Lithographs capture heritage, preserve legacy, inspire the future

MAXWELL AIR FORCE BASE, Ala. -- The Gathering of Eagles program, the capstone event of Air University Spaatz Center for Officer Education's Air Command and Staff College, has provided a means to inspire future generations of air and space leaders towards greatness. During the 28-year history of the GOE program, the lithographs from each year's event have served as a lasting reminder of the legendary aviation achievements of the "Eagles."

The lithographs, or lithos, are produced by renowned aviation artist Jay Ashurst, who has done them for 24 of the past 28 years. Although there have been small changes over the years, the lithographs have retained a standard format that makes them universally recognizable.

This year's lithograph is no different with two side-panels featuring Eagle portraits personally signed by each Eagle, and a center panel that depicts a historically accurate view of each aircraft and spacecraft as it appeared during the time it was flown by the Eagle it represents.

"Jay's [Ashurst] accuracy is unmatched, and this year we have invited Eagles who's experiences span from World War II through the 1990s," said Maj. Rob Pekarek, an ACSC student in charge of GOE litho production for this year's class. "Since this is the 40th anniversary of the first moon landing, we also wanted to commemorate that event both in the litho and by inviting flight director Gene Kranz and astronaut John Young as Eagles."

The major said he is Mr. Young's sponsor for this year's GOE, and that has special significance for him.

"I grew up in the Houston [Texas] area, and John Young is considered a hero in my home town," he said. "So, it has been a personal honor to work with him on this project."

"The lithos allow us to function," said Maj. Rob Pekarek. "They serve a dual purpose. While they commemorate each year's GOE program, they also provide the funds to bring together a first-class event each year."

Maj. Lance Kent, ACSC faculty advisor for GOE, said the committee has produced 500 lithos for this year's event.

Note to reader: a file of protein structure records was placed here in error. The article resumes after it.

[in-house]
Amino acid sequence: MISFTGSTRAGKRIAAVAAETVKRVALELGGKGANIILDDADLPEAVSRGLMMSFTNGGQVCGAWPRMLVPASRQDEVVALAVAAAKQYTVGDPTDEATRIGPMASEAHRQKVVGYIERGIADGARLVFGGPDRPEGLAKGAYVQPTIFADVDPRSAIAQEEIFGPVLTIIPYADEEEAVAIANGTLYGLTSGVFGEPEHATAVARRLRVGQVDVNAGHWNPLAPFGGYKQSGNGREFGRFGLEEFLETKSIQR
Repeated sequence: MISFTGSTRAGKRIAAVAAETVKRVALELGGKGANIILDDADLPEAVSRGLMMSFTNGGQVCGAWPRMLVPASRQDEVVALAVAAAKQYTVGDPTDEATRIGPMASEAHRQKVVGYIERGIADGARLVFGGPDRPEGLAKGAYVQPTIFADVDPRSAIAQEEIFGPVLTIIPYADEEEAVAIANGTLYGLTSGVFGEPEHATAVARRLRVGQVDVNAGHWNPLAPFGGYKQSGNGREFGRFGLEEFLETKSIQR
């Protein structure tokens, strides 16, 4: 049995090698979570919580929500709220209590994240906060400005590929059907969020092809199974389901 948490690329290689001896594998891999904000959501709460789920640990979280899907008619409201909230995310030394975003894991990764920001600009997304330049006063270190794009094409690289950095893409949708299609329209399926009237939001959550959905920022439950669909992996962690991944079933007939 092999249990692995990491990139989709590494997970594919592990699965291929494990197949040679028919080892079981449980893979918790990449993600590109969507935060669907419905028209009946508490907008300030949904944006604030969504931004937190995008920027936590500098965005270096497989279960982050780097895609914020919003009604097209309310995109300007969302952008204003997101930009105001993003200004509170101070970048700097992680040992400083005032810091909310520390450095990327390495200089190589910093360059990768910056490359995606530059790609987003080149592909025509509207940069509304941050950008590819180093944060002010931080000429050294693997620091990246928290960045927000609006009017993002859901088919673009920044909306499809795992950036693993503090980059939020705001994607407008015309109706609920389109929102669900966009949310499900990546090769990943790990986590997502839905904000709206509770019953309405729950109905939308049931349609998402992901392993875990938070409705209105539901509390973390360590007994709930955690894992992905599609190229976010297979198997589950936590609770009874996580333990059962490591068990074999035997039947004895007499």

"It generally takes about a month to get all fourteen Eagles to sign all 500 litho side-panels," he said. "We have been selling the lithos 'sight-unseen' to students and others all year."

Major Kent said last year's litho, which was produced during his time as an ACSC student, is a symbol of his ACSC experience and is framed and hanging on his wall. He said many students consider the lithograph a reminder of their time at ACSC and will buy it for that reason alone.

The program's principal funding engine is the production of these world-class lithographs. The annual cost of the program averages $80,000, and while the budget varies from year to year, the litho sales are responsible for raising between 80 and 85 percent of the money that funds the program. The remainder comes from AF funds, plus corporate and individual sponsors.

Maj. Kevin Ingram, GOE president, said the GOE budget is often misunderstood, as people don't realize all that goes into producing the annual events.

"The cost of sending an ACSC student out to each Eagle's location to get the 500 individual signatures is just one of the expenses of GOE," he said. "In addition, there is the cost of making the lithos; printing the lithos; hosting barbecues, lunches and dinners so students can meet and talk with the Eagles; these are all portions of the program's overall cost."

Major Pekarek said this year's litho, and lithos from some of the past years, are still available, and anyone interested in purchasing one or more of the lithos should visit the GOE Web site at: or send an email requesting information to

The money will go toward funding this year's gathering as well as future GOE events.